follow us on twitter

dOc on facebook

Microsoft Store

Share: email   Print      Technorati.gif   StumbleUpon.gif   MySpace   digg.gif delicious.gif   google.gif   magnolia.gif   facebook.gif
Permalink: Permalink.gif

Buy from Amazon

Buy from Amazon.com

Retromedia presents
Scalps: 20th Anniversary Deluxe Edition (1983)

"Enough of this scalping stuff, O.K.?"
- Louise (Carol Sue Flockhart)

Review By: Rich Rosell   
Published: April 12, 2004

Stars: Jo Ann Robinson Roger Maycock
Other Stars: Richard Hench, Frank McDonald, Carol Sue Flockhart, Barbara Magnusson, Kirk Alyn, Forrest J. Ackerman, George Randall, Caroll Borland
Director: Fred Olen Ray

MPAA Rating: Not Rated for (gore, sexuality, language)
Run Time: 01h:18m:55s
Release Date: April 13, 2004
UPC: 014381224825
Genre: horror

Image Transfer
Audio Transfer
C- D+CC+ B

DVD Review

Retromedia has chosen to reissue Fred Olen Ray's 1983 Native American spirit gore flick Scalps under the banner of a "25th Anniversary Deluxe Edition," and that may be something of a misnomer. While it is actually the full and uncut version, it is a choppy amalgam of assorted bits of added-on test footage and previously cut sequences that, according to the accompanying commentary track, is still not the intended director's version. The cut footage is here, but there is also a handful of questionable additions that make this print the most complete, although perhaps not the most accurate.

A group of research students heads out to the desolate California desert to dig up rocks, and are under strict orders to avoid disturbing any ancient Indian burial grounds, which of course is immediately disregarded. Despite some stern warnings from a wild-eyed old man at a roadside gas station, the group makes haste to the mysterious "black trees" and proceed to get decimated one by one, courtesy of the spirit of the deadly Black Claw, who takes over the body of one of the students.

If you're not familiar with his work, Fred Olen Ray is a real auteur of the hip and tacky sort of B-movies that are often more of an acquired taste (Hollywood Chainsaw Hookers, Bad Girls From Mars, Evil Toons). Production values on this one are especially rough and low-rent, and things like night-for-night and day-for-night shots within the same scene are pretty common here. The bad Black Claw latex mask looks like it cost about $3, and I'm guessing that the big money was spent on the couple of scalpings and single beheading, which actually look pretty good considering the miniscule budget. The film was met with all sorts of hastily required edits when it was released in 1983, and the inclusion of the excised footage (except for the possibility of the rape scene) here will probably have you scratching your head as to why it was ever required cut in the first place.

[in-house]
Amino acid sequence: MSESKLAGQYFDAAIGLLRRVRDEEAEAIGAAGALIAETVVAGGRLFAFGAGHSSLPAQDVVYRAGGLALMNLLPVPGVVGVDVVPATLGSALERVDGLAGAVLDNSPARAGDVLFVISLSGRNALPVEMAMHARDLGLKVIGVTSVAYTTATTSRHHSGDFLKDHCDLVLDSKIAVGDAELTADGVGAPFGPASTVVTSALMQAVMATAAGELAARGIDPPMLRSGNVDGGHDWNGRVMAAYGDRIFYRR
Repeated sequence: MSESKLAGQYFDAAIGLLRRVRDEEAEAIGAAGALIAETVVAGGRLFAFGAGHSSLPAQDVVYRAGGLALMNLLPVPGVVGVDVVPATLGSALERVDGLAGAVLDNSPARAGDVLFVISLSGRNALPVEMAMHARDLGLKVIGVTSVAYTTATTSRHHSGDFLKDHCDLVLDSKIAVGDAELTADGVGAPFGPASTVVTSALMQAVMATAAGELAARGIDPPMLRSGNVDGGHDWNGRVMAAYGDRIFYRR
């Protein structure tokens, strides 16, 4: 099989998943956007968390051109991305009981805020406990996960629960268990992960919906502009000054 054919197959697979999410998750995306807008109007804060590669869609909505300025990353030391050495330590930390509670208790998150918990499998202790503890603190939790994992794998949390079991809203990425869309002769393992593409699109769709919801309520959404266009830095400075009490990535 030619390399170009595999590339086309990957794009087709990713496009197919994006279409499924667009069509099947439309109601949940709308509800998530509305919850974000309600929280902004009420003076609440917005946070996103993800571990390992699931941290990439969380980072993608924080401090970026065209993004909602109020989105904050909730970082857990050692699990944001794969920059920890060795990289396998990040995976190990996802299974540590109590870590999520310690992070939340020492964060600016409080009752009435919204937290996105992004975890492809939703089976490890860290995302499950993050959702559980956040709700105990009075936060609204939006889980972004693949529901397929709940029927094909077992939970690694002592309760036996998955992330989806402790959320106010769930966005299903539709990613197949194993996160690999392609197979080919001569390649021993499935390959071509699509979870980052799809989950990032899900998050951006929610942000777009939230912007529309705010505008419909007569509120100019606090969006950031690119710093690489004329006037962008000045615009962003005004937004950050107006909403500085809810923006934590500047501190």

The few minorly salvageable moments, such as Barbara Magnusson running from impending death with a batch of arrows in her back or the blood-spewing throat slit/scalp combo that Carol Sue Flockhart endures, hint at the creepy desolation and despair that Tobe Hooper and Wes Craven created more substantively in some of their earlier works.

The problem is that the story itself is rather uneventful, and the few bits of inspired mayhem are just too few and far between to make the rest enjoyable. Even the potentially enjoyable cameos by Forrest (Famous Monsters of Filmland) J. Ackerman and Caroll (Mark of the Vampire) Borland slip by without little fanfare.

Rating for Style: C-
Rating for Substance: D+


Image Transfer

Aspect Ratio1.85:1 - Widescreen
Original Aspect Ratioyes

Image Transfer Review: There is a disclaimer at the start of the film that indicates this version of the film was made from a variety of video sources, in attempt to put together all of the previously cut footage. Originally shot on 16mm and then blown up to 35mm, the print has a large amount of grain, and it is very obvious when the poorly maintained "lost" footage is inserted. Colors have that faded late-1970s look, and those washed out levels fluctuate in quality from scene to scene.

Image Transfer Grade: C


Audio Transfer

 LanguageRemote Access

Audio Transfer Review: The original mono track is included, and as expected it is doesn't offer much in the way of dynamic range. Voices are understandable, but the tone quality is limited by an overriding harshness. Minor hiss is evident in spots.

Audio Transfer Grade: C+


Disc Extras

Animated menu with music
Scene Access with 6 cues and remote access
1 Original Trailer(s)
1 Feature/Episode commentary by Fred Olen Ray, Lee Lankford
Packaging: Amaray
Picture Disc
1 Disc
1-Sided disc(s)
Layers: single

Extra Extras:
  1. Stills Gallery
Extras Review: Director Fred Olen Ray and producer Lee Lankford provide a new, full-length, scene-specific commentary track, and if you have ever any of Ray's other commentary tracks, you know that they are usually a fun time. The track here is one of the good ones, as he confesses that the film cost less to produce than it did to actually transfer to prints, and that for years he was perplexed when he came across people who actually liked the finished product. The mood of the track is light, sarcastic, full of odd trivia (like a weird coincidence concerning Cream's Ginger Baker), and is vastly superior to the film it accompanies.

The original 35mm trailer is included, as is an automated Stills Gallery (02m:47s). The disc is cut into 6 chapters.

Extras Grade: B


Final Comments

This isn't B-movie maëstro Fred Olen Ray's finest hour, and apparently he isn't too crazy about the way this 25th Anniversary Deluxe Edition was put together. However, the fun commentary track from Ray and producer Lee Lankford is just about worth the price of admission alone.


Back to top

Microsoft Store

On Facebook!
Promote Your Page Too



Original Magic Dress.com

Susti Heaven

Become a Reviewer | Search | Review Vault | Reviewers
Readers | Webmasters | Privacy | Contact
Microsoft Store